F344 and LEW compared to other rat strains

For F344 and LEW rats have been studied in such great detail, they have also been compared to other inbred and outbred strains. In a series of experiments, Armario and his colleagues investigated the HPA axis sensitivity of F344, LEW, Brown Norway (BN), spontaneous hypertensive rats (SHR) and Wistar-Kyoto (WKY) rats, using the forced swim test. They studied both behaviour (struggling and immobility times) and various biochemical parameters. At the behavioural level, WKY and BN showed low levels of struggling, LEW and SHR showed intermediate levels and F344 were the most active during the first exposure (Armario et al, 1995). A similar pattern was observed during the actual test (re-exposure 24 h after the first exposure), with WKY and BN being least active and LEW, SHR and F344 being the most. The reverse pattern was seen with the immobility patterns: WKY showed the longest immobility time, closely followed by the BN rats, while F344, LEW and SHR showed significantly lower levels of immobility. Since immobility scores are often considered to be related to depression, it has been suggested that the WKY might represent an interesting model for depression (Lahmame and Armario, 1996). Endocrinologically, a somewhat different pattern emerges. After stress, F344 and WKY rats showed the highest corticosterone response and LEW rats the lowest. A comparable picture emerges for the stress-induced ACTH release: highest in F344, lowest in LEW and with intermediate levels in BN, WKY and SHR. A similar pattern occurred after novelty stress, with BN (and Dark Agouti, DA) showing a more pronounced stress-induced increase in ACTH and corticosterone than LEW rats (Stefferl et al, 1999). Although these data suggest that the BN, WKY and SHR show an intermediate HPA axis response to stress, the actual situation is more complex. Analysis of the brain CRF content showed that BN showed the highest CRF binding in the hippocampal area and the prefrontal cortex. Moreover, BN rats also have the highest levels of CRF in the prefrontal cortex (Lahmame et al,

1997). Together with the finding that the dexametha-sone suppression test was less effective (Gomez et al,

1998), this indicates that BN rats show clearcut differences in the HPA axis activity compared to most other strains. In agreement with this, BN rats have larger adrenal glands but lower novelty stress-induced corticosterone levels than normal Wistar or F344 rats (Sarrieau et al, 1998). Strangely enough, although it did not reach significance, BN rats showed the strongest ACTH response to novelty. Finally, BN rats appear to have a disturbance in the normal diurnal rhythm. Although BN and F344 rats showed a steady rise in corticosterone levels during the day, BN rats showed a large drop after 20.00 h leading to very low levels at 24.00 h and 4.00 h, lower than the levels at 12.00 (Sarrieau et al, 1998).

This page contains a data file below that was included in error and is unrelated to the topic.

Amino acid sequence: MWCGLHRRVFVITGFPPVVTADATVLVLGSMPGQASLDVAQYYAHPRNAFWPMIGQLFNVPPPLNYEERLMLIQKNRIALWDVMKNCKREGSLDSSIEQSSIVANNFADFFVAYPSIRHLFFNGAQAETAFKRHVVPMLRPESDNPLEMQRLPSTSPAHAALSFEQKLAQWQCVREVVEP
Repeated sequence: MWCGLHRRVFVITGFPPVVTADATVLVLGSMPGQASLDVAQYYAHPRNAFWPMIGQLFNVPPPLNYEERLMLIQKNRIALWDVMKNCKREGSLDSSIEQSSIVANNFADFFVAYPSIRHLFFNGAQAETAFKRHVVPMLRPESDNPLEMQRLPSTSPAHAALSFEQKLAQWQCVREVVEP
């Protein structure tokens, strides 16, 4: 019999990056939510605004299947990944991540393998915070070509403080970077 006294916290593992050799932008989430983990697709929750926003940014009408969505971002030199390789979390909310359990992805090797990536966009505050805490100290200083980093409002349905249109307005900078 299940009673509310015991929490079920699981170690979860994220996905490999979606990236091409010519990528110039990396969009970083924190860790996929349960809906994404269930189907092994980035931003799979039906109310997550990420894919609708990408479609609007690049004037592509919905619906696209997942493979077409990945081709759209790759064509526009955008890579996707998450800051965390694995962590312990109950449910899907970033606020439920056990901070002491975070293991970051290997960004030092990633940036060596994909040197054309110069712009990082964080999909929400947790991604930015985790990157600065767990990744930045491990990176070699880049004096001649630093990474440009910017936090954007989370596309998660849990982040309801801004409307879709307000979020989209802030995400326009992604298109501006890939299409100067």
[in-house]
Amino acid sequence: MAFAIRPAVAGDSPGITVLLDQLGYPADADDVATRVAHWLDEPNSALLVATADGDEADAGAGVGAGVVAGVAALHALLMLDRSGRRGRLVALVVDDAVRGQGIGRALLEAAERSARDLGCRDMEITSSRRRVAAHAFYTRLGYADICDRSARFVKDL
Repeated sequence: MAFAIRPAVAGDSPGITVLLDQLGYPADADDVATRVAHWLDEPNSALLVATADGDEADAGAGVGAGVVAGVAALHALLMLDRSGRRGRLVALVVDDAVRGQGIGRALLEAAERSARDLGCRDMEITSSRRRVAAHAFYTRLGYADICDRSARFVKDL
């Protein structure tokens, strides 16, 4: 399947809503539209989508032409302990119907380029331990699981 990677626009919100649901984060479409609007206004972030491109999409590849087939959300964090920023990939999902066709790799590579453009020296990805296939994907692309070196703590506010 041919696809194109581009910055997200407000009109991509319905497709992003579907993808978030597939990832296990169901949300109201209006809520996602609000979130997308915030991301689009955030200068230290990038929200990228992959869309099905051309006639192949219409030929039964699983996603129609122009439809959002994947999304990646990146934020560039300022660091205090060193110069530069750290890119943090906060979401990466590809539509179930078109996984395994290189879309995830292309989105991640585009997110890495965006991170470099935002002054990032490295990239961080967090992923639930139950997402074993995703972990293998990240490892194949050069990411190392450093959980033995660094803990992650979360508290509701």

In an extensive study, Oitzl et al. (1995) compared the HPA axis between LEW and Wistar (WIS) rats. Since WIS rats represent an outbred strain, the data should be interpreted with some care, and cannot be considered to be representative for all WIS rats. As discussed below, there is a lot of heterogeneity within the WIS population. Moreover, as was shown by many authors, there are clear differences between WIS from different breeders (Kinney et al, 1999; Swerdlow et al, 2000). According to this study LEW rats have significantly lower levels of ACTH and corticosterone than WIS rats, both in basal levels (only in the evening) and after exposure to novelty. Interestingly, exposure to ether did not differentially affect the stress response in both strains of animals (Oitzl et al, 1995). This differential response seems to be due to alterations at different levels of the HPA axis. Thus, LEW rats have significantly fewer adrenocortical cells, and the ACTH-induced release of corticosterone is also significantly smaller in LEW rats when compared to WIS rats (even when corrected for the total number of cells). Moreover compared to LEW rats, WIS rats have a reduced number of MR in the hippocampus and the hypothalamus, and an increased number of GR in the pituitary gland (Oitzl et al, 1995). Finally, the mRNA levels for CRF in the PVN are significantly lower in LEW rats, which is in line with the increased MR levels in the hypothalamus, since MR inhibit the synthesis and release of CRF from the PVN. MR also play a pivotal role in regulating the HPA axis both under basal and stress conditions. Since MR are largely occupied by corticosterone under baseline conditions (Reul and de Kloet, 1985) and reduce the baseline release of CRF and ACTH, the increase in MR in LEW rats is in line with the lower basal corticosterone release. However, MR may also be involved in the sensitivity of the feedback mechanism (Reul et al., 2000). Overall then, the disturbances in the HPA axis of the LEW rats appear to be due to abnormalities at all levels in the system.

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